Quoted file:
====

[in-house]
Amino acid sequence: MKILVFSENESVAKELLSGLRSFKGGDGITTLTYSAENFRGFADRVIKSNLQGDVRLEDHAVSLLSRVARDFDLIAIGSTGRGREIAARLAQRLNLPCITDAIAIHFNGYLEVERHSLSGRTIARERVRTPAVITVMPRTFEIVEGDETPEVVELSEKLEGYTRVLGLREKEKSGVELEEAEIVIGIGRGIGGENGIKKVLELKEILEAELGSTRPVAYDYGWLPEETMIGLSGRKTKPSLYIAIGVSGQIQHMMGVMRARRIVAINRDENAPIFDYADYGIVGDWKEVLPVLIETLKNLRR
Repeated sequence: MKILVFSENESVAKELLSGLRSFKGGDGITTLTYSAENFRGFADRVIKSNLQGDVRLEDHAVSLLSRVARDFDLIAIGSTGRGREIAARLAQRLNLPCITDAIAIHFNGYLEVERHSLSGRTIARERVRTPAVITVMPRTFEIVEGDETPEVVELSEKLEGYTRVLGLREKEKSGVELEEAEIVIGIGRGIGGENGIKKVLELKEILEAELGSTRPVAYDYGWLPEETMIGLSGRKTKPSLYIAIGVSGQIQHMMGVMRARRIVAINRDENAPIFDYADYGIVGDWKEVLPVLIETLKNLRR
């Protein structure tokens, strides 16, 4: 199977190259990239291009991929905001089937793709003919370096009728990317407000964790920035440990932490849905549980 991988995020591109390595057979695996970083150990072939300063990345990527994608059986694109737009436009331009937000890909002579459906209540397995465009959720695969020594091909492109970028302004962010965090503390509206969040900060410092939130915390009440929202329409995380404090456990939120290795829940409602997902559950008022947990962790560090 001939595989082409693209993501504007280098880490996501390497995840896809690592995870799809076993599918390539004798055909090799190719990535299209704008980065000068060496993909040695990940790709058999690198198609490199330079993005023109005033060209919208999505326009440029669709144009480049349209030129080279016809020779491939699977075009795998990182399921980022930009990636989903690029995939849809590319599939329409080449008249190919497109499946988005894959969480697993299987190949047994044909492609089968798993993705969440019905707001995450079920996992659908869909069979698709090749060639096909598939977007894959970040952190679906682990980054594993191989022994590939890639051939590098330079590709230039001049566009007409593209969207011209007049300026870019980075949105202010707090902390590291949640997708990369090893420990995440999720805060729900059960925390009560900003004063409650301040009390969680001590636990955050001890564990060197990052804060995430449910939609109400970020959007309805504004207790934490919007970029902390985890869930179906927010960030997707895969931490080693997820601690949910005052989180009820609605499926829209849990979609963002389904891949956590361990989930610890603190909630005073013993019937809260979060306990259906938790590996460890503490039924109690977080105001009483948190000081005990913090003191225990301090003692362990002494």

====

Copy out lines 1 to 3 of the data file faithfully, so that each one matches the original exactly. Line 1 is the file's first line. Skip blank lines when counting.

[in-house]
Amino acid sequence: MKILVFSENESVAKELLSGLRSFKGGDGITTLTYSAENFRGFADRVIKSNLQGDVRLEDHAVSLLSRVARDFDLIAIGSTGRGREIAARLAQRLNLPCITDAIAIHFNGYLEVERHSLSGRTIARERVRTPAVITVMPRTFEIVEGDETPEVVELSEKLEGYTRVLGLREKEKSGVELEEAEIVIGIGRGIGGENGIKKVLELKEILEAELGSTRPVAYDYGWLPEETMIGLSGRKTKPSLYIAIGVSGQIQHMMGVMRARRIVAINRDENAPIFDYADYGIVGDWKEVLPVLIETLKNLRR
Repeated sequence: MKILVFSENESVAKELLSGLRSFKGGDGITTLTYSAENFRGFADRVIKSNLQGDVRLEDHAVSLLSRVARDFDLIAIGSTGRGREIAARLAQRLNLPCITDAIAIHFNGYLEVERHSLSGRTIARERVRTPAVITVMPRTFEIVEGDETPEVVELSEKLEGYTRVLGLREKEKSGVELEEAEIVIGIGRGIGGENGIKKVLELKEILEAELGSTRPVAYDYGWLPEETMIGLSGRKTKPSLYIAIGVSGQIQHMMGVMRARRIVAINRDENAPIFDYADYGIVGDWKEVLPVLIETLKNLRR